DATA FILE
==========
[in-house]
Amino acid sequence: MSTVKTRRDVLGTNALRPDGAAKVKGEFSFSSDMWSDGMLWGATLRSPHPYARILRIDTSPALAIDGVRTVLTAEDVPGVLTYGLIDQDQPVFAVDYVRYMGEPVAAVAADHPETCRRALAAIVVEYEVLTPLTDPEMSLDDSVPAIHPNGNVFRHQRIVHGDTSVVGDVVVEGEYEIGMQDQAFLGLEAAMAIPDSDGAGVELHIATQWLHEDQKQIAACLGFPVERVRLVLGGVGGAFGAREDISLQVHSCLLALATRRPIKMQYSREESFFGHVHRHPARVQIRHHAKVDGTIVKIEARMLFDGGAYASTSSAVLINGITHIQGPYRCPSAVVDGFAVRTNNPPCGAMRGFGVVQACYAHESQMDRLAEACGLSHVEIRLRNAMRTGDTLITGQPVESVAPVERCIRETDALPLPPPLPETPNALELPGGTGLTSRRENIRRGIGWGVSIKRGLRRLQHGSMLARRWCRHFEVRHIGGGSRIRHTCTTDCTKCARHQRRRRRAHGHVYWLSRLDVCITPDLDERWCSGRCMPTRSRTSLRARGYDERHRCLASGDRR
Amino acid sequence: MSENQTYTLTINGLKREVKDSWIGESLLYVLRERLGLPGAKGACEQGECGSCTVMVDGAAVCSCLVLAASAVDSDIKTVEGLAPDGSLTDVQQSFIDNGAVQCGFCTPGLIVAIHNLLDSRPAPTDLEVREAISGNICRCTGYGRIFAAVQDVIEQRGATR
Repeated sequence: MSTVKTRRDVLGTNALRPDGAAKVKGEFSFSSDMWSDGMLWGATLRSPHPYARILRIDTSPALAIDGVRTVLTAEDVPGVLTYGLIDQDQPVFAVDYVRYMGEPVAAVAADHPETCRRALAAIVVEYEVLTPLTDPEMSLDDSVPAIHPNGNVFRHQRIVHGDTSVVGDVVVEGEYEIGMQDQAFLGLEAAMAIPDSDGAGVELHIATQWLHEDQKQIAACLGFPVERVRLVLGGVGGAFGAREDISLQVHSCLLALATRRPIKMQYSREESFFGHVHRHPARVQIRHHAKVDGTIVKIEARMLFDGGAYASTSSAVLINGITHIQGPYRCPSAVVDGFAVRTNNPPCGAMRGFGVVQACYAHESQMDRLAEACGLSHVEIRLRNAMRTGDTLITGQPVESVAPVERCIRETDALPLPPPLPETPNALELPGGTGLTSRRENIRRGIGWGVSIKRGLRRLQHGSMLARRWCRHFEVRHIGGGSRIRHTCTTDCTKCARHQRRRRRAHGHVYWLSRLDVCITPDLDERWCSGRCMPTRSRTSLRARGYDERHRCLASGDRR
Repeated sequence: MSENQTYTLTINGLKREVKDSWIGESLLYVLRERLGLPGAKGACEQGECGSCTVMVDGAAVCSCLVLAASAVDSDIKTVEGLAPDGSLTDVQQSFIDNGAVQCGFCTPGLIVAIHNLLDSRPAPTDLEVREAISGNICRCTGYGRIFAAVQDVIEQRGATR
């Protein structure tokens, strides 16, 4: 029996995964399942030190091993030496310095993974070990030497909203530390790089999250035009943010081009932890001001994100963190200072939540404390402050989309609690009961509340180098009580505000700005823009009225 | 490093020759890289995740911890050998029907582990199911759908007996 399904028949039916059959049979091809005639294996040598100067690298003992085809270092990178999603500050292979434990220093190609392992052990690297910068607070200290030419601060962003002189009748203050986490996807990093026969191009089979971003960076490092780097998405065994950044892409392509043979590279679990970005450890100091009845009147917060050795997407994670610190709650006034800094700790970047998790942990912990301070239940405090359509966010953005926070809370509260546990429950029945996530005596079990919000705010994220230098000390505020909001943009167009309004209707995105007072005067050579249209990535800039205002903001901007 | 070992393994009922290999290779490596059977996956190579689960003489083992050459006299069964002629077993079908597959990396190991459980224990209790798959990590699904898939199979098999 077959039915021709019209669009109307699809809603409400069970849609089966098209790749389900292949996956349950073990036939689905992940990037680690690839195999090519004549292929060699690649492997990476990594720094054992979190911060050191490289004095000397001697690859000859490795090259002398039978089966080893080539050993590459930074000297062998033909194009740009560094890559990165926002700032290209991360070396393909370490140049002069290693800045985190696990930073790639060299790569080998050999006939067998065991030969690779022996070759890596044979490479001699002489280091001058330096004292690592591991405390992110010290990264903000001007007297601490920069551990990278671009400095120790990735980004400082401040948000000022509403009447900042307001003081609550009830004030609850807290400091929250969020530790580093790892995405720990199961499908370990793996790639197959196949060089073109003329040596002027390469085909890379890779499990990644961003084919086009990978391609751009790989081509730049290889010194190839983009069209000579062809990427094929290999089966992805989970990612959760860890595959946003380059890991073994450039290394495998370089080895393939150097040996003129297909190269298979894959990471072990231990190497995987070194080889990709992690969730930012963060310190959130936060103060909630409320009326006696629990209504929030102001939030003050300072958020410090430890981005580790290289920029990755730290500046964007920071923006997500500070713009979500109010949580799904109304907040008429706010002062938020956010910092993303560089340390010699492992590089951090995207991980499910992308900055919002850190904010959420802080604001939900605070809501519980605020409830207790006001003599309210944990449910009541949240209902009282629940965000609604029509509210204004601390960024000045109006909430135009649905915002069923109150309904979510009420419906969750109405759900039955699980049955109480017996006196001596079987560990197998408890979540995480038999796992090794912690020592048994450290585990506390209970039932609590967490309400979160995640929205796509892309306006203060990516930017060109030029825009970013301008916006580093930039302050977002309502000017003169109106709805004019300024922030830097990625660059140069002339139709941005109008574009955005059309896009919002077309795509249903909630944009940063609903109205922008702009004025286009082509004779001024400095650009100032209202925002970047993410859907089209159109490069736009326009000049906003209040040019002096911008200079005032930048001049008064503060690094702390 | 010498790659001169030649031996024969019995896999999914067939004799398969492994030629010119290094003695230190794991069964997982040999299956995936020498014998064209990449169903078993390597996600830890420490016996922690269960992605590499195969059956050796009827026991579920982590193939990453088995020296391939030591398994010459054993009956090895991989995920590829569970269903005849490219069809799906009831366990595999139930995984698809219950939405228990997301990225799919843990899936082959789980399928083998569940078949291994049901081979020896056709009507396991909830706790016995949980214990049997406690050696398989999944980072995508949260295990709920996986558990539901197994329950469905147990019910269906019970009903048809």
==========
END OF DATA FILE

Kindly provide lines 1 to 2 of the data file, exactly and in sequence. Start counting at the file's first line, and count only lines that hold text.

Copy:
[in-house]
Amino acid sequence: MSTVKTRRDVLGTNALRPDGAAKVKGEFSFSSDMWSDGMLWGATLRSPHPYARILRIDTSPALAIDGVRTVLTAEDVPGVLTYGLIDQDQPVFAVDYVRYMGEPVAAVAADHPETCRRALAAIVVEYEVLTPLTDPEMSLDDSVPAIHPNGNVFRHQRIVHGDTSVVGDVVVEGEYEIGMQDQAFLGLEAAMAIPDSDGAGVELHIATQWLHEDQKQIAACLGFPVERVRLVLGGVGGAFGAREDISLQVHSCLLALATRRPIKMQYSREESFFGHVHRHPARVQIRHHAKVDGTIVKIEARMLFDGGAYASTSSAVLINGITHIQGPYRCPSAVVDGFAVRTNNPPCGAMRGFGVVQACYAHESQMDRLAEACGLSHVEIRLRNAMRTGDTLITGQPVESVAPVERCIRETDALPLPPPLPETPNALELPGGTGLTSRRENIRRGIGWGVSIKRGLRRLQHGSMLARRWCRHFEVRHIGGGSRIRHTCTTDCTKCARHQRRRRRAHGHVYWLSRLDVCITPDLDERWCSGRCMPTRSRTSLRARGYDERHRCLASGDRR